We have paid no dividends on our common stock since our initial public offering in 1999. We intend to retain future earnings for use in our business, and we do not anticipate paying any cash dividends on our common stock in the foreseeable future.

        We did not purchase any of our securities during 2011, 2010, or 2009.

        In October 2011, we entered into an asset purchase agreement with Midwave and its shareholders. Under the asset purchase agreement, we acquired substantially all of the assets used in Midwave's business. We paid a purchase price of approximately $19.1 million for Midwave. This was comprised of a cash payment of approximately $16.1 million and issuance of 220,988 shares of our common stock with a value of approximately $1.6 million delivered at closing and approximately $1.4 million related to working capital adjustments subsequent to closing. We issued the common stock to Midwave on October 3, 2011. The issuance of such shares were exempt from the registration requirement of the Securities Act of 1933, as amended, pursuant to Section 4(2) thereof and Rule 506 promulgated under Regulation D because, among other things such issuance did not involve a public offering and the shares were issued solely to an accredited investor. We did not have any unregistered sales of equity securities during 2010 or 2009.

        You can find additional information about our equity compensation plans in Part III, Item 11 of this Annual Report.

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Stock Performance Graph

        The graph below shows a comparison for the period commencing on December 31, 2006 and ending on December 31, 2011 of the annual percentage change in the cumulative total shareholder return for our common stock, assuming the investment of $100.00 on December 31, 2006, with the cumulative total shareholder returns for the NASDAQ Composite Index and the Russell 2000 Index, assuming the investment of $100.00 respectively on December 31, 2006. The shareholder returns over the indicated periods below are weighted based on market capitalization at the beginning of each measurement point and are not indicative of, or intended to forecast, future performance of our common stock. Data for the NASDAQ Composite Index and the Russell 2000 Index assumes reinvestment of dividends. We have never declared or paid dividends on our common stock and have no present plans to do so.


COMPARISON OF 5 YEAR CUMMULATIVE TOTAL RETURN
Among Datalink Corporation, The NASDAQ Composite Index
And The Russell 2000 Index

GRAPHIC

 
  12/31/06   12/31/07   12/31/08   12/31/09   12/31/10   12/31/11  

Datalink Corporation

    100.00     48.36     41.94     56.75     61.21     108.26  

NASDAQ Composite

    100.00     109.45     65.08     93.64     109.48     107.51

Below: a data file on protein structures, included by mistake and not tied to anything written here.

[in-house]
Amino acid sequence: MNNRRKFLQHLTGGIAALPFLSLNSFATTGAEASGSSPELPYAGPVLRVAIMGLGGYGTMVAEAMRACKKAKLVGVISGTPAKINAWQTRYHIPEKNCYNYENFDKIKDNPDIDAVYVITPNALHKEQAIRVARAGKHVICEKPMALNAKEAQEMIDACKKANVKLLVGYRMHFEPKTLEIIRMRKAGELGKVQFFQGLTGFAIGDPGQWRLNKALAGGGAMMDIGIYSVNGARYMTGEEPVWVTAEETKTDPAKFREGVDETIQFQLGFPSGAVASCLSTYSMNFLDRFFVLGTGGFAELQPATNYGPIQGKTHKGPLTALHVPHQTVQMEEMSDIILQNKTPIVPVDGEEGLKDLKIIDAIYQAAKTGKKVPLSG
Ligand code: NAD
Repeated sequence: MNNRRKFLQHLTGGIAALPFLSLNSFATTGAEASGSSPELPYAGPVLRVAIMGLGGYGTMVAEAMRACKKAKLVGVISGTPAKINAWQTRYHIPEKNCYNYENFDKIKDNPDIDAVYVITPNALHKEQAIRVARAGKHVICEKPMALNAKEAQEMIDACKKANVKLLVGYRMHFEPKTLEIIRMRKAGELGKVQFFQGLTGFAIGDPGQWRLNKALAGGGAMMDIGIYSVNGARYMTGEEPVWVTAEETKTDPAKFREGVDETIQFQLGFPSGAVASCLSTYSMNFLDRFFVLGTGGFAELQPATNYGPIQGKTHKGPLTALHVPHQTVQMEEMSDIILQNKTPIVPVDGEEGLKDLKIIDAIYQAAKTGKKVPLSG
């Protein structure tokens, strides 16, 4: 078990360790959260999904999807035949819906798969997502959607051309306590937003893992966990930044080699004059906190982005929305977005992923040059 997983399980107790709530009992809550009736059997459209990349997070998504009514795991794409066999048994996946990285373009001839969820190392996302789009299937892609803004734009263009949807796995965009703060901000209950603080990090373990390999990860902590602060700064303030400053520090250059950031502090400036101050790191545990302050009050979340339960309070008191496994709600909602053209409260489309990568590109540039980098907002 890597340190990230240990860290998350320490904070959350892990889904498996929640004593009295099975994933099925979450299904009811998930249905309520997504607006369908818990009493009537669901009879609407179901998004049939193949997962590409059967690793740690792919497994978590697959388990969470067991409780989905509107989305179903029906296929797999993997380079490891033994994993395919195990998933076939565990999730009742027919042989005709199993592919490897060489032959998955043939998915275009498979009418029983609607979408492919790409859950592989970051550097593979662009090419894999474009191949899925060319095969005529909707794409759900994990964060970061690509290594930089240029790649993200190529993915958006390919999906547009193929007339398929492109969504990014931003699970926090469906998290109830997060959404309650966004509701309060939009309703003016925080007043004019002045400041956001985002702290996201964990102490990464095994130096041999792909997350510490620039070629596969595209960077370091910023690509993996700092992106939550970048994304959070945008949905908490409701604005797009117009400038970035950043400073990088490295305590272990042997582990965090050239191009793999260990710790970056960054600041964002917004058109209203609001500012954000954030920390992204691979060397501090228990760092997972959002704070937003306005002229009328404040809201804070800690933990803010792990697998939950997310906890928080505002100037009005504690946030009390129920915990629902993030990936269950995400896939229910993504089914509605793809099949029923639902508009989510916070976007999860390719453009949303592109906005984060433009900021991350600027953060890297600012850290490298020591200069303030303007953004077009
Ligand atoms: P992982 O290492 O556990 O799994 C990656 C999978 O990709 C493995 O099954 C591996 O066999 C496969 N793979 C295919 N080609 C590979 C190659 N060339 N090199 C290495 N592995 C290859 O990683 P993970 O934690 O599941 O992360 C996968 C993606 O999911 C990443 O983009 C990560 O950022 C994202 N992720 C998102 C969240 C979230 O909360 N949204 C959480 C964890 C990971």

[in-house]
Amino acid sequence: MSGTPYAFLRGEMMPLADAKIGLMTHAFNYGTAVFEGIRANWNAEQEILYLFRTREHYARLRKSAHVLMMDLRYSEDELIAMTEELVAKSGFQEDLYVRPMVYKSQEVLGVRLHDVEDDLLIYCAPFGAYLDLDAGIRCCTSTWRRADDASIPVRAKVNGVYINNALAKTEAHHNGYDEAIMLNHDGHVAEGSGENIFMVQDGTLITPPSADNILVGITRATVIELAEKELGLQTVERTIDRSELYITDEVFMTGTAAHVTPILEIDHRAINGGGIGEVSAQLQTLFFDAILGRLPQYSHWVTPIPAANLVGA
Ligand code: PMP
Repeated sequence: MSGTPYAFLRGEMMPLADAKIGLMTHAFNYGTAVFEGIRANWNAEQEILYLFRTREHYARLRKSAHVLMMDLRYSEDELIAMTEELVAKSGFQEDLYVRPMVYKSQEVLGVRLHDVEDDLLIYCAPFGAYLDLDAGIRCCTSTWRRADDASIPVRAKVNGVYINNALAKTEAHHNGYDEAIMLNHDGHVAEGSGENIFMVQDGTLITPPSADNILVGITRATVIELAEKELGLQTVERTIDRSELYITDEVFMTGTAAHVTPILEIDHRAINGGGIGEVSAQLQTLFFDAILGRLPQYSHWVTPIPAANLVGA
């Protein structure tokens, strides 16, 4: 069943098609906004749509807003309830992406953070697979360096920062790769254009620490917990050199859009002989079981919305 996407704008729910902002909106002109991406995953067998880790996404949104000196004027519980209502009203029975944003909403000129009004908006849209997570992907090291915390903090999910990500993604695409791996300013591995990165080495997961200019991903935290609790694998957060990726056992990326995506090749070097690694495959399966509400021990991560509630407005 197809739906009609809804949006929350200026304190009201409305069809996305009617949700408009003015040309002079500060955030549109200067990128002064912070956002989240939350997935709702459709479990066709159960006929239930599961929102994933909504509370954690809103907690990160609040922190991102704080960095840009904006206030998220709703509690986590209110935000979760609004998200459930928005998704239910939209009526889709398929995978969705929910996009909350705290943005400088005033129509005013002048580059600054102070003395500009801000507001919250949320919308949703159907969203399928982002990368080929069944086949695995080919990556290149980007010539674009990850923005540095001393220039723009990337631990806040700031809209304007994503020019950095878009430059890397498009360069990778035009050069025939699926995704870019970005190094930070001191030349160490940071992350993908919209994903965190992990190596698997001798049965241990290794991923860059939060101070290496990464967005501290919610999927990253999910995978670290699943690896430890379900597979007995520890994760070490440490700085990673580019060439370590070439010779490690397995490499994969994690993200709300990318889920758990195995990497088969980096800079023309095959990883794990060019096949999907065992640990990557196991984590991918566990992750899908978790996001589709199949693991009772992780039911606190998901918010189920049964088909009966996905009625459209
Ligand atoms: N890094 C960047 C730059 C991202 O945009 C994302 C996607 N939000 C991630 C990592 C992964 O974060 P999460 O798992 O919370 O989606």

Russell 2000 Index

    100.00     97.28     63.43     79.42     99.52     94.09  

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Item 6.    Selected Financial Data.

        You should read the information below with our "Management's Discussion and Analysis of Financial Condition and Results of Operations" and our financial statements. The statement of operations data for the years ended December 31, 2011 and 2010, and 2009 and the balance sheet data as of December 31, 2011 and 2010 are derived from our audited financial statements included in this Annual Report. The statement of operations data for the years ended December 31, 2008 and 2007 and the balance sheet data as of December 31, 2009, 2008 and 2007 are derived from our audited financial statements not included in this Annual Report. We acquired Midwave in October 2011, Incentra in December 2009, the networking division of Cross in October 2009 and MCSI in January 2007. They are included in our financial statements beginning on those dates.

 
  Year ended December 31,  
 
  2011   2010   2009   2008   2007  
 
  (in thousands, except per share data)
 

Statement of Operations Data:

                               

Net sales:

                               

Product sales

  $ 245,743   $ 180,424   $ 94,788   $ 113,493   $ 111,201  

Service sales

    134,284     113,255     83,294     82,104     66,571  
                       

Total net sales

    380,027     293,679     178,082     195,597     177,772  
                       

Cost of sales:

                               

Cost of product sales

    188,384     140,984     71,303     84,980     84,369  

Cost of services

    100,978     83,951     60,343     57,966     48,111  

Amortization of intangibles

    1,053     1,108              
                       

Total cost of sales

    290,415     226,043     131,646     142,946     132,480  
                       

Gross profit

    89,612     67,636     46,436     52,651     45,292  
                       

Operating expenses:

                               

Sales and marketing

    38,723     32,353     21,408     23,368     22,067  

General and administrative

    15,468     14,092     11,943     11,902     11,720  

Engineering

    17,535     15,652     11,650     11,590     9,181  

Other income(5)

    (1,127 )   (503 )            

Integration and transaction costs

    454     581     1,043         442  

Amortization of finite-lived intangibles(1)(2)(3)(4)

    1,766     1,483     843     711     727  
                       

Total operating expenses

    72,819     63,658     46,887     47,571     44,137  
                       

Earnings (loss) from operations

    16,793     3,978     (451 )   5,080     1,155  

Interest income, net

    50     14     94     589     983  

Interest/other expense

    (40 )       (1 )   (37 )   (75 )
                       

Earnings (loss) before income taxes